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Campaigners fear for the lives of Zimbabwean nationals deported on Home Office charter flight

HUMAN rights groups have said they fear for the lives of Zimbabwean nationals deported on a Home Office charter flight on Wednesday night. 

One campaigner, who was on the phone to a deportee on board the flight, described distressing scenes in the minutes leading up to take-off, saying she could hear men screaming: “You’re killing us.”  

The deportation flight went ahead from Birmingham airport to Harare, despite concerns raised about the human rights situation in Zimbabwe. 

The number of men deported was unclear but some campaign groups estimated 10 people were on board. 

Karen Doyle of the Movement for Justice group told the Star one of the men on board the flight had lived in Britain for more than 20 years and suffered from mental health difficulties.

She was on the phone to him as he was escorted onto the plane.

“He was terrified,” she said. “What was clear was that he was someone who struggles to comprehend things. He will absolutely struggle to survive in Zimbabwe.

“When he was on the plane I could hear a guy screaming: ‘You’re killing us!’ — there was a lot of distress on that flight.

“We may never know what happens to people on their return because the government doesn’t follow up on the people they deport.”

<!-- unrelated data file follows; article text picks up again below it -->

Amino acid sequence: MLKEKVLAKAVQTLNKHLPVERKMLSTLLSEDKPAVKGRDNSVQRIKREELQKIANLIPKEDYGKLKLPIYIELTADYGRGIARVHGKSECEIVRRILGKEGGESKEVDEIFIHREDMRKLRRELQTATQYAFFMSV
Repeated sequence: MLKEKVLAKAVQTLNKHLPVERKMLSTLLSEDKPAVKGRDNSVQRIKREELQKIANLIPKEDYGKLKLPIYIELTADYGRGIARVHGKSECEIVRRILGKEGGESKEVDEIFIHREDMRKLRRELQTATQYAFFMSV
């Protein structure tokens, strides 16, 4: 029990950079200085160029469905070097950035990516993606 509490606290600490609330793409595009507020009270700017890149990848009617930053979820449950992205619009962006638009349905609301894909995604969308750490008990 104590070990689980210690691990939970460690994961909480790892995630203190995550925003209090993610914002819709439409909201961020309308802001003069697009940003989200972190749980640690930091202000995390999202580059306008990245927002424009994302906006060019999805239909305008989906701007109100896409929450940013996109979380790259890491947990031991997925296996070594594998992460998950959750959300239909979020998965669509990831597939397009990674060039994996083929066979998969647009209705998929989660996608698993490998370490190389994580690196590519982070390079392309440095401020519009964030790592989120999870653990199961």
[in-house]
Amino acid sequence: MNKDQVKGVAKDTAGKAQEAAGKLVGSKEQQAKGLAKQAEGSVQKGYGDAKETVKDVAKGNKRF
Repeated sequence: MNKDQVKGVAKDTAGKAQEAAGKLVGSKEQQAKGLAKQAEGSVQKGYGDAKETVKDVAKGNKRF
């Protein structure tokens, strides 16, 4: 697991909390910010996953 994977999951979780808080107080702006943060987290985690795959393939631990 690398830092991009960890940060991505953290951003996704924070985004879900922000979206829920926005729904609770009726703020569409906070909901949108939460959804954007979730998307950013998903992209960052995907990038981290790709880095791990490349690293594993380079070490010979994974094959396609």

Black Activists Rising Against Cuts national chair Zita Holbourne, who has been campaigning to stop the flight, said the majority of men targeted for deportation had come to Britain as refugees. 

“It’s disgraceful to deport people knowing their lives will be at risk in Zimbabwe and whose only family are here in the UK. Many came to the UK as children with their parents fleeing persecution.”

Ms Holbourne said several men were taken off the flight “at the last second.” 

Campaigners have raised concerns about the human rights situation in Zimbabwe, where critics of the Emmerson Mnangagwa’s government have been subjected to abductions, torture, arbitrary arrests and violent assaults.

One group told the Star they knew of at least three human rights and political activists who would be in danger of persecution by Zimbabwean authorities if returned. 

Bail for Immigration Detainees, which supported a number of deportees, said ahead of the flight that all of the people they had spoken to feared for their life upon return to Zimbabwe. 

The Home Office said: “The government makes no apology for removing murderers, rapists and child abusers and those with no legal right to be in the UK.

“Since January 2019 we have removed over 10,017 foreign criminals.”


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